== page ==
September 19, 2017

Report exposes the ties between fossil fuels and uni councils

Report exposes the ties between fossil fuels and uni councils

SYDNEY, September 19, 2017: Australia joined the Fossil Free Universities network today to launch a report highlighting the close ties between the fossil fuel industry and members of leading Australian universities’ governing councils.

The report “Exposing The Ties”, available here, shows how key decision makers at some of the country’s leading tertiary institutions including the University of Queensland, University of Newcastle and University of New South Wales are non-executive directors or former employees of fossil fuel companies including AGL, BHP and Rio Tinto.


The report, launched at a webinar hosted by examines the Universities of NSW, Newcastle, Queensland, Sydney, as well as Deakin and Monash University. The report names council members with links to fossil fuel companies and outlines the substantial funding the Australian Coal Association Research Program (ACARP) provides to these institutions, as well as to Wollongong and Melbourne Universities.

“I am deeply concerned that the ties universities have to the fossil fuels industry could create a serious conflict of interest when it comes to decisions around whether a university moves its money out of coal, oil and gas,” said’s Jackson Turner.

“It is immoral for people advising the boards of coal, oil and gas companies to make decisions that shape the future of young people at universities, while the companies they represent risk the future of young people by accelerating the climate crisis.”

Over the last four years, students in the Fossil Free Universities network have led campaigns across 18 Australian campuses urging their universities to divest from coal, oil and gas as part of the global divestment movement. Globally more than 100 universities have divested from fossil fuels including Yale, Stanford, Oxford and the London School of Economics. Overall, the divestment movement has seen more than US$5.5 trillion divested by 749 institutions in almost 80 countries.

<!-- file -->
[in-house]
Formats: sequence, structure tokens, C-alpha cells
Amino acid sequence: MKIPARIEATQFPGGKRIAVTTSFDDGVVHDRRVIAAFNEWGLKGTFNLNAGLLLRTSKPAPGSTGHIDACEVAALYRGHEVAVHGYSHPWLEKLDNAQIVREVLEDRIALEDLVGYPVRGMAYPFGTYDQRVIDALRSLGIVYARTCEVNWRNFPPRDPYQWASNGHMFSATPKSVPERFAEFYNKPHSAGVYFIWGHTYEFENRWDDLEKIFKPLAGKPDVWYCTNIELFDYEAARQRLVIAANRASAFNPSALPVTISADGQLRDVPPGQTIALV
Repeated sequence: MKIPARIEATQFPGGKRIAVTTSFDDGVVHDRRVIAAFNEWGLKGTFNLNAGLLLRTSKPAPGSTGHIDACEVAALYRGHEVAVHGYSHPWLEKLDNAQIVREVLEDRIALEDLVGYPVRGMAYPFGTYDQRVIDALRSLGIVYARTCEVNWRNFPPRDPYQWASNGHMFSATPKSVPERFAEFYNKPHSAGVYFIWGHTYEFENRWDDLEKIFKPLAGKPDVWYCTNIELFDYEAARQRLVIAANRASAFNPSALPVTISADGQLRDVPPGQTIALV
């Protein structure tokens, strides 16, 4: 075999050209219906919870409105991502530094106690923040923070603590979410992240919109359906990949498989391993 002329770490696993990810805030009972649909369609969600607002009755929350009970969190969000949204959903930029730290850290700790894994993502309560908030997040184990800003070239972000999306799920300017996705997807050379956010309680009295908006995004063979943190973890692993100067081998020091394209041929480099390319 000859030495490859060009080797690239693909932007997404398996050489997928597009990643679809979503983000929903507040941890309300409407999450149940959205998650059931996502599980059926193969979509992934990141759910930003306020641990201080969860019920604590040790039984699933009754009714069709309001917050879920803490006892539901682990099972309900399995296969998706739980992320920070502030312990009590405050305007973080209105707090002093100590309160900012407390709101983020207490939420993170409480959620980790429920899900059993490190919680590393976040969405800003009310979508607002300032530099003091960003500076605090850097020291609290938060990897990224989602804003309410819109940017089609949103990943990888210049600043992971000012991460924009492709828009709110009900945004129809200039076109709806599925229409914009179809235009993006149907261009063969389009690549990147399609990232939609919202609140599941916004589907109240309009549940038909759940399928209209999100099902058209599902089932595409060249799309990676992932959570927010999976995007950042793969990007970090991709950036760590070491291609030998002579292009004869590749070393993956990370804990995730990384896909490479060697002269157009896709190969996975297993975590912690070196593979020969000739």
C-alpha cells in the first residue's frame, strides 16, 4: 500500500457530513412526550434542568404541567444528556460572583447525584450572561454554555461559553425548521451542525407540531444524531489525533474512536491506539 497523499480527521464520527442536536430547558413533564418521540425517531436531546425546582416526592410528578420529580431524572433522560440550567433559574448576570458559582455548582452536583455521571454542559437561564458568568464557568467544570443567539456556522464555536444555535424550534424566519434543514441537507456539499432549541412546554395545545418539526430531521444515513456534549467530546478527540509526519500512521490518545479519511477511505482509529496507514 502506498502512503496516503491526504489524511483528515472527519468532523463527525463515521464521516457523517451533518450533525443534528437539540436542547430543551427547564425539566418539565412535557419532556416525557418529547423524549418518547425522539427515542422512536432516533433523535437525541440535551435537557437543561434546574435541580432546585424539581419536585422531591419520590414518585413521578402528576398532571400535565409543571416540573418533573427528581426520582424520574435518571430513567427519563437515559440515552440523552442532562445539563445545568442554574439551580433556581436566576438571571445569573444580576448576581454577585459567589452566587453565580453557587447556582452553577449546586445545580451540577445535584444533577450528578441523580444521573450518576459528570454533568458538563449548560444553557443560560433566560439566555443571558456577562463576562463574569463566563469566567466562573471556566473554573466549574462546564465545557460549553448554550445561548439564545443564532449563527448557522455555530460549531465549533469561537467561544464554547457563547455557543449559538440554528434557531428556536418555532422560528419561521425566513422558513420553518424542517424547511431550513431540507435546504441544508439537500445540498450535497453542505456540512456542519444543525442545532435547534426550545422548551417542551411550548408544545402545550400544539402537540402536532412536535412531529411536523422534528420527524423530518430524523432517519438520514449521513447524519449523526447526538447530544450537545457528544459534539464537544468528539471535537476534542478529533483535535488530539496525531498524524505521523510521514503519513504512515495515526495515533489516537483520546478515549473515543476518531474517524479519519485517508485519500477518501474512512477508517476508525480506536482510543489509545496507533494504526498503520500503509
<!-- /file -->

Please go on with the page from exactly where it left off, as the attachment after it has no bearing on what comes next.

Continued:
“Currently, Australian universities invest millions of dollars through their endowments into fossil fuel companies that are putting our future at risk from the impacts of dangerous climate change” said Elizabeth Morley from Fossil Free UNSW.

“Openly addressing potential conflicts of interest will be critical to ensuring universities are not part of Australia’s failure to adequately address climate change and take urgent steps to speed up the transition from polluting coal, oil and gas to the clean energy solutions needed right now.”

“As a paying student, I’m disgusted by the knowledge that senators sitting on the board of my university are also advising the fossil fuel industry, contributing to the climate disaster and thus putting millions of lives at risk” said Dale Mullin from Fossil Free UQ.

Students at UNSW, UQ and Monash are holding protest events today, calling attention to the findings of the report and urging their campus to divest.  Find images from these events as they happen here


The University of Queensland received $31million from the Australian Coal Association Research Program (ACARP) and the university’s senate includes three non-executive directors of Senex Energy, Metro Mining and Queensland Investment Corporation, (owner of Epic Energy and Lochard Energy) and a former Queensland Resources Council Board Member and recipient of the Queensland Resources Council Medal.

The University of Newcastle received $13 million from ACARP. It’s council has two former directors of Newcastle Port Corporation, the world’s biggest coal port, who are also former employes of Caltex and BHP. The council also has a non-executive director of Oil Search and the university’s Hunter Research Foundation Centre has a long list of fossil fuel sponsors.  

The University of NSW received $5 million from ACARP and has one non-executive director of Origin Energy and Orica on its council.

University of Wollongong received $7million from ACARP.

Monash University received $1.5 million and has a non-Executive Director of Rio Tinto and a former Shell employee of 19 years standing on its council.  

University of Sydney

The chancellor is a non-executive director for AGL.

Deakin University

The chancellor is non-executive director of AGL.

University of Melbourne

Peter Cook Centre for Carbon Capture and Storage Research is partnered with Rio Tinto, BHP Billiton, and CO2CRC.
Information on Fossil Free divestment commitments: